Journalism student Mollie spills the beans on working for the NME

Quizzing shifty politicians. Rubbing shoulders with celebs. Reporting from crime scenes, murder trials, war zones, red carpets and Premier League football grounds … a career in journalism promises a thrilling blend of deadlines, headlines, bylines and adrenaline. But how do you break into the news industry? First you need to learn the ropes. Then you need to start climbing them.  

Over the next few days we'll be featuring three savvy students at De Montfort University’s Leicester Centre for Journalism as they explain how they got involved in the real world of news - while still studying for their degrees.
‘I learnt invaluable lessons covering the NME Awards - not least how to get red wine stains out of a pink tracksuit’
Mollie Mansfield MAIN

From the age of 15 I’ve always wanted to be a music journalist. However a few months before that I also wanted to be a computer science journalist, so I don’t know how much weight that statement really holds. But basically I wanted to be a journalist, so I went with the former, the one that actually has more than five running magazines, and went full pelt - throwing my passion for all things music in with me.

Not quite knowing where exactly to start to gain experience, I headed directly to the hub of British music journalism. That’s when I found myself sat behind a desk, legs hardly reaching the floor in the NME offices at the age of 16.

My relationship with NME has been pretty much on-going since the day I walked in, returning at least once a year. It’s pretty easy to say that I’m slowly becoming part of the furniture. Despite writing handfuls of news for the company and coming up with features ideas left, right and centre, I’d never been as hands-on for them as when I went back this February, to work at the one and only NME Awards.

Mollie Mansfield and Louis Theroux

Both working to set up the awards in the day, by postering both staircases in the O2 Academy Brixton, and in the evening, working as a runner for the journalism team, I got a full insight into how the awards are run and just how much effort goes into them.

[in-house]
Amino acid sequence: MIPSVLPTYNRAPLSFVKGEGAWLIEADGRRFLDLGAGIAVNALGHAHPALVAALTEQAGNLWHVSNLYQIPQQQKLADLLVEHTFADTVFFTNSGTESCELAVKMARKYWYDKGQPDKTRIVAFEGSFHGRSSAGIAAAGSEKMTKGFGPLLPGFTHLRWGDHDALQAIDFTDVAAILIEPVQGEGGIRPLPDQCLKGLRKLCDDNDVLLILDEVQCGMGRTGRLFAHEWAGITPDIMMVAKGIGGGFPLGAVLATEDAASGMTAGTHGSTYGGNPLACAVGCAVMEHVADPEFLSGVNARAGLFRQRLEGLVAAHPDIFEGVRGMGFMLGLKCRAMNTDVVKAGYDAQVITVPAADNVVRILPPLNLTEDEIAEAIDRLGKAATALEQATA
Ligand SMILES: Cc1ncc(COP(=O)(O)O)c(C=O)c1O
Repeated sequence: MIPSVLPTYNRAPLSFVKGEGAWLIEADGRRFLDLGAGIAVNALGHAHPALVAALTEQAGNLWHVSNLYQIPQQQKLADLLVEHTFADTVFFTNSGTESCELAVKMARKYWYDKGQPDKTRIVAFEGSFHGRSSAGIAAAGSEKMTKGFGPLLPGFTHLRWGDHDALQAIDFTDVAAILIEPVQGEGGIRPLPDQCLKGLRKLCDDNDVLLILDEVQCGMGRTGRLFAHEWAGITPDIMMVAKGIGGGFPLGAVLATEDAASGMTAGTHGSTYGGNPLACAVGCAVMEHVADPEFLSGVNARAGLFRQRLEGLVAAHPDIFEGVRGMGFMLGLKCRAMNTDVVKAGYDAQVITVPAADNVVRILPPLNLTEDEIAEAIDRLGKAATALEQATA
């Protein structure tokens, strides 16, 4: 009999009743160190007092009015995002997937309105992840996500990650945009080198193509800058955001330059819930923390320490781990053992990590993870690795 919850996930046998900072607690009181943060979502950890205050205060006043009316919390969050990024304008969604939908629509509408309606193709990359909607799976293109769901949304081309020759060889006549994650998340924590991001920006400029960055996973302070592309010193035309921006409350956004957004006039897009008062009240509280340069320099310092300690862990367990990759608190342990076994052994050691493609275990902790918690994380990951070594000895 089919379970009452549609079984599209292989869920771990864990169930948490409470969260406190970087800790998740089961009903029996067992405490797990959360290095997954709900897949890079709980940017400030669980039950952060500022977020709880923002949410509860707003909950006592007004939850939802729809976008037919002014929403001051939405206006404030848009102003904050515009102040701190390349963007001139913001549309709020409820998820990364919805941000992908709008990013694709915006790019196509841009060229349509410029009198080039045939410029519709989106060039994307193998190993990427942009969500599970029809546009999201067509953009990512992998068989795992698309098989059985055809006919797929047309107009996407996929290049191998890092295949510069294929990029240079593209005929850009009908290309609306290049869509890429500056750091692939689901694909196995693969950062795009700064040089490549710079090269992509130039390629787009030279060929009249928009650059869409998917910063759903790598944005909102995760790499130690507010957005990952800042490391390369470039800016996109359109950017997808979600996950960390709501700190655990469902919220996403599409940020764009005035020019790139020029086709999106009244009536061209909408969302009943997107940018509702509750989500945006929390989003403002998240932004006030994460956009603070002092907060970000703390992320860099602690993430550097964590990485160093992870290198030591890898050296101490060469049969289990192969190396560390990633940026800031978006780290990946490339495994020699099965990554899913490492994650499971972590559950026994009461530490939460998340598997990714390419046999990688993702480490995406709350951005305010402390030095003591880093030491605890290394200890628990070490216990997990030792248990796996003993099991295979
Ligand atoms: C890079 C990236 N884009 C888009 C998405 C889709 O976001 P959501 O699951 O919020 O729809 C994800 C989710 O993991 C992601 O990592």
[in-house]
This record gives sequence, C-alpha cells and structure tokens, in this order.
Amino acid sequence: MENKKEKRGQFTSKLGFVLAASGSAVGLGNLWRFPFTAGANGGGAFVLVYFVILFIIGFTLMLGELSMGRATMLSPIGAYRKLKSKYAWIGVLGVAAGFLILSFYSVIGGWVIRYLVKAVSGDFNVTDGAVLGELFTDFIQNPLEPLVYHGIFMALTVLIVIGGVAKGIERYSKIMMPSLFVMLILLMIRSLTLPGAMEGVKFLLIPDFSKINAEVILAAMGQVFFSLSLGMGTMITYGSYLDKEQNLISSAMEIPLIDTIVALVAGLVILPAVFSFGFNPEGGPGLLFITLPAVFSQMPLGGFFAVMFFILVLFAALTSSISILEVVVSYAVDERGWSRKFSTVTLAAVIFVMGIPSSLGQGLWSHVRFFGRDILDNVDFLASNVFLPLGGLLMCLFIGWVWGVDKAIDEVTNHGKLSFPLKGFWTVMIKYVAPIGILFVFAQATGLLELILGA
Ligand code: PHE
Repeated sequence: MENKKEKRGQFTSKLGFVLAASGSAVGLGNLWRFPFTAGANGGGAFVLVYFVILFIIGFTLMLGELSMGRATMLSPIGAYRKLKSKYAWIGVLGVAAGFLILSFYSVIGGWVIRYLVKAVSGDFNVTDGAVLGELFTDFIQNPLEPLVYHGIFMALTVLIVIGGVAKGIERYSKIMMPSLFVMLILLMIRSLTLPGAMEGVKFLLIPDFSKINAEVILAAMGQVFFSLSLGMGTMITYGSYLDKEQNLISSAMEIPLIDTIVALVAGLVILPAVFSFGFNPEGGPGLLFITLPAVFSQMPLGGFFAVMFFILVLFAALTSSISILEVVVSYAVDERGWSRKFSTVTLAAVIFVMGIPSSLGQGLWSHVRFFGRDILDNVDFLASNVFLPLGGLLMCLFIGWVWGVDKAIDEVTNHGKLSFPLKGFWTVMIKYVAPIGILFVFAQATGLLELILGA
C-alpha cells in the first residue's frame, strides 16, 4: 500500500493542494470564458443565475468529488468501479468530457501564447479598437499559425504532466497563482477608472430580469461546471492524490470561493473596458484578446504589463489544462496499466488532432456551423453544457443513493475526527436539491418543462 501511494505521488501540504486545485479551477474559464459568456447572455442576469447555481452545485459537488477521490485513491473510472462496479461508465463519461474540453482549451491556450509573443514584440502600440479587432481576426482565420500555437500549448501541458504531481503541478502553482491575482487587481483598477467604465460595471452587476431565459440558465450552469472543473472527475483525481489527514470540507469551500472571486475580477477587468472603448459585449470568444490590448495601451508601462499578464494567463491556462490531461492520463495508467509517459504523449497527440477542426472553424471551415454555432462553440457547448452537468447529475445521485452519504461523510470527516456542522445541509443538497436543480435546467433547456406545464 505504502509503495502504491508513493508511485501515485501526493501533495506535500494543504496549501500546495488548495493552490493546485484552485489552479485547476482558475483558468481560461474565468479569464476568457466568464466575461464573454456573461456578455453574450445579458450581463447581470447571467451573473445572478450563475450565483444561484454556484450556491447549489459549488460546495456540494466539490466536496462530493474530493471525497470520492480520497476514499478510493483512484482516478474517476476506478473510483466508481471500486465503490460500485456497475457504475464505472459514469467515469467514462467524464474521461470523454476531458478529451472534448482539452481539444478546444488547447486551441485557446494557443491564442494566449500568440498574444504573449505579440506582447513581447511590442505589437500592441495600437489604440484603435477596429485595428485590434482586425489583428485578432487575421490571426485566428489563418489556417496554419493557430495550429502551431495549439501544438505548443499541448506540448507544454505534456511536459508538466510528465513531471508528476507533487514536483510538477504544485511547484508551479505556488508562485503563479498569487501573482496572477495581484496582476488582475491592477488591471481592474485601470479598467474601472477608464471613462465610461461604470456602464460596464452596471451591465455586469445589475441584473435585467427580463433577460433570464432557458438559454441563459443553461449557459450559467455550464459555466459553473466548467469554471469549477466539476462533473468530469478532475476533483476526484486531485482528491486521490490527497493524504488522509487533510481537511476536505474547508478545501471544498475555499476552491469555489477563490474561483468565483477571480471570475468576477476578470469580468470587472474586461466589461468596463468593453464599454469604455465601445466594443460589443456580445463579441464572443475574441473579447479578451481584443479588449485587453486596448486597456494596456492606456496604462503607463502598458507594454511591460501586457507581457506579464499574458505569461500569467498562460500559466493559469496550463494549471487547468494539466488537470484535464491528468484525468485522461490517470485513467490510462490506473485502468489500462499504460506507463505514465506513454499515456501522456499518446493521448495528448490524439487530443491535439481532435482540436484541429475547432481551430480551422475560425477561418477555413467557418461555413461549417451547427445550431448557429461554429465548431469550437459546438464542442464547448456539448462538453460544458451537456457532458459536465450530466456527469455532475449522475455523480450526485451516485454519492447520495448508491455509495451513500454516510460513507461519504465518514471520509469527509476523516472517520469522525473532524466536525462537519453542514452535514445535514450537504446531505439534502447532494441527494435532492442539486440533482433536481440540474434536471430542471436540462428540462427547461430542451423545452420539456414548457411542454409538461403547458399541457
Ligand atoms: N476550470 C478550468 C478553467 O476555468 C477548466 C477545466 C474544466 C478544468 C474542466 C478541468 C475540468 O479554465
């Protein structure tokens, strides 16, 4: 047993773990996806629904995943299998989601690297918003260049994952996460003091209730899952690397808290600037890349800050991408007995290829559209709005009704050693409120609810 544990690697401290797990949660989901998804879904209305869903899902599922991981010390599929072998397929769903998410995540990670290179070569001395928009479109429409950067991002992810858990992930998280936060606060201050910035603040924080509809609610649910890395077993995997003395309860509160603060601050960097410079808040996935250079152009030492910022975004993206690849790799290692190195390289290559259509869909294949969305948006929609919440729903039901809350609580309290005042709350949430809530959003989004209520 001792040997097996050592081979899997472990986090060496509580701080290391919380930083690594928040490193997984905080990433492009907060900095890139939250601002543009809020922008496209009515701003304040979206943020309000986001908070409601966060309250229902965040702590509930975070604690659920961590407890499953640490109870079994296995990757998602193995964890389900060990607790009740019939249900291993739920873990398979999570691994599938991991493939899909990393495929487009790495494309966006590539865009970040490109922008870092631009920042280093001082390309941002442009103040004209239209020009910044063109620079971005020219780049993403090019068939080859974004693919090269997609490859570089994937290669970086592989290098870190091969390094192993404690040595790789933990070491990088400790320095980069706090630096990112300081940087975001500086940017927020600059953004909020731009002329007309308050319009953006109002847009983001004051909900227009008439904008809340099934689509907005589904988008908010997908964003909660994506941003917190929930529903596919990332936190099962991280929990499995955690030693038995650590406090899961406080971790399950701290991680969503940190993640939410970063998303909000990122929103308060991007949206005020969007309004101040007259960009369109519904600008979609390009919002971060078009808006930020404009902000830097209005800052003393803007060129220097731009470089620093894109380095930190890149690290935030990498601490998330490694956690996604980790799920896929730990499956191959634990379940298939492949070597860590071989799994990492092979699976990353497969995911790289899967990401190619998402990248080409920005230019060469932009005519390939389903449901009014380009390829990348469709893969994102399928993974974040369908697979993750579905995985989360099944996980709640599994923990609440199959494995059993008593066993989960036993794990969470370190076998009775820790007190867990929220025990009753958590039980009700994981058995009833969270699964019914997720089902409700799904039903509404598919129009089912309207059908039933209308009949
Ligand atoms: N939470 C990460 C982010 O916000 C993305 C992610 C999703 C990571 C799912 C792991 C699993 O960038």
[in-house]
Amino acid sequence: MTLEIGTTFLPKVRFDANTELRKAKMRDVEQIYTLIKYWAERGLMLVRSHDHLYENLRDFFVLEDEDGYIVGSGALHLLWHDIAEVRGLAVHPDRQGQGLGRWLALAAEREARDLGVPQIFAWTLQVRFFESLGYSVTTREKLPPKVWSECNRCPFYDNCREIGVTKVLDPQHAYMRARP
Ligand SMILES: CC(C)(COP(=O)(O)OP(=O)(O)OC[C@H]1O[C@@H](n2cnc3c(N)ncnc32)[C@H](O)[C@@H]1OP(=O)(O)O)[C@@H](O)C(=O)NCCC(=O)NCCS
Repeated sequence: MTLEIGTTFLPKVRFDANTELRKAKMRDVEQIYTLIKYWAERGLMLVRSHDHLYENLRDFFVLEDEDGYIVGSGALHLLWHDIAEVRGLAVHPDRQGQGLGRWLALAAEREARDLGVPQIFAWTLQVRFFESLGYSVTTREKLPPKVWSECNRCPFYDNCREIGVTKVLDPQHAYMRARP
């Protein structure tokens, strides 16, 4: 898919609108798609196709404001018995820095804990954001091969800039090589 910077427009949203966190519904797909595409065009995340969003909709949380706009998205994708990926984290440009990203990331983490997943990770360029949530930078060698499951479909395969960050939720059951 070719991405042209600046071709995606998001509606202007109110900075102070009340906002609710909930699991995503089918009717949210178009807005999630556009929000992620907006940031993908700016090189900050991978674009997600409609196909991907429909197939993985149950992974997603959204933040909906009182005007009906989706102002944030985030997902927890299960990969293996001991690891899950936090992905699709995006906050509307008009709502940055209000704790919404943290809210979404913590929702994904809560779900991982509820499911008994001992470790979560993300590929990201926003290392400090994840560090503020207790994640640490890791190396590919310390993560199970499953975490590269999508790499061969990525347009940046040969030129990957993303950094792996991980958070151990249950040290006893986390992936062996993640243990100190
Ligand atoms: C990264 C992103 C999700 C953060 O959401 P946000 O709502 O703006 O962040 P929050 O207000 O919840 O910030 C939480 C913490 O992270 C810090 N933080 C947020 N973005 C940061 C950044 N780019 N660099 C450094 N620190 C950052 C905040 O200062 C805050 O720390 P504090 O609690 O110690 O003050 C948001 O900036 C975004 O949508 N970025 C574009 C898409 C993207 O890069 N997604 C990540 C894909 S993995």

Running to and from video guys, to get live edited footage from the artists’ sets, and to and from the press room – where I brushed shoulders with Louis Theroux – I felt as though I was part of the team, and that by just legging it around backstage, I made their night a little bit easier.
However, putting NME aside for one minute, I have also seen a lot more of the music journalism world. Working at a variety of publications freelance, including DIY, clash, Record Collector and tmrw magazine, and doing a whole load of freelance work for the Leicester Mercury, and experiences such as working at the 2016 Kerrang! Awards and partaking in a week of work experience at both Kerrang! and Uncut, it’s safe to say I’ve seen a lot in the music journalism industry.

* Want to study Journalism at DMU? Find out more here
* TV news chief gives advice to journalism students
* DMU and C4 launch Investigative Journalism MA

From three reschedules and a 2.30am interview with Tyga for the cover of tmrw magazine, to talking to Gareth Gates about his new coconut tea range for the Mercury’s Facebook Live, I’ve had a fair few experiences.

However I feel as though I learnt invaluable lessons from the NME Awards – even to the point of learning how to get red wine stains out of a light pink tracksuit, that the lead singer of the 1975 gracefully spilt all over me at the after-party.

Mollie Mansfield is a third-year single honours journalism at De Montfort University. Follow her on Twitter @MollieMansfield. You can read her articles for the NME.

Posted on Friday 14th April 2017

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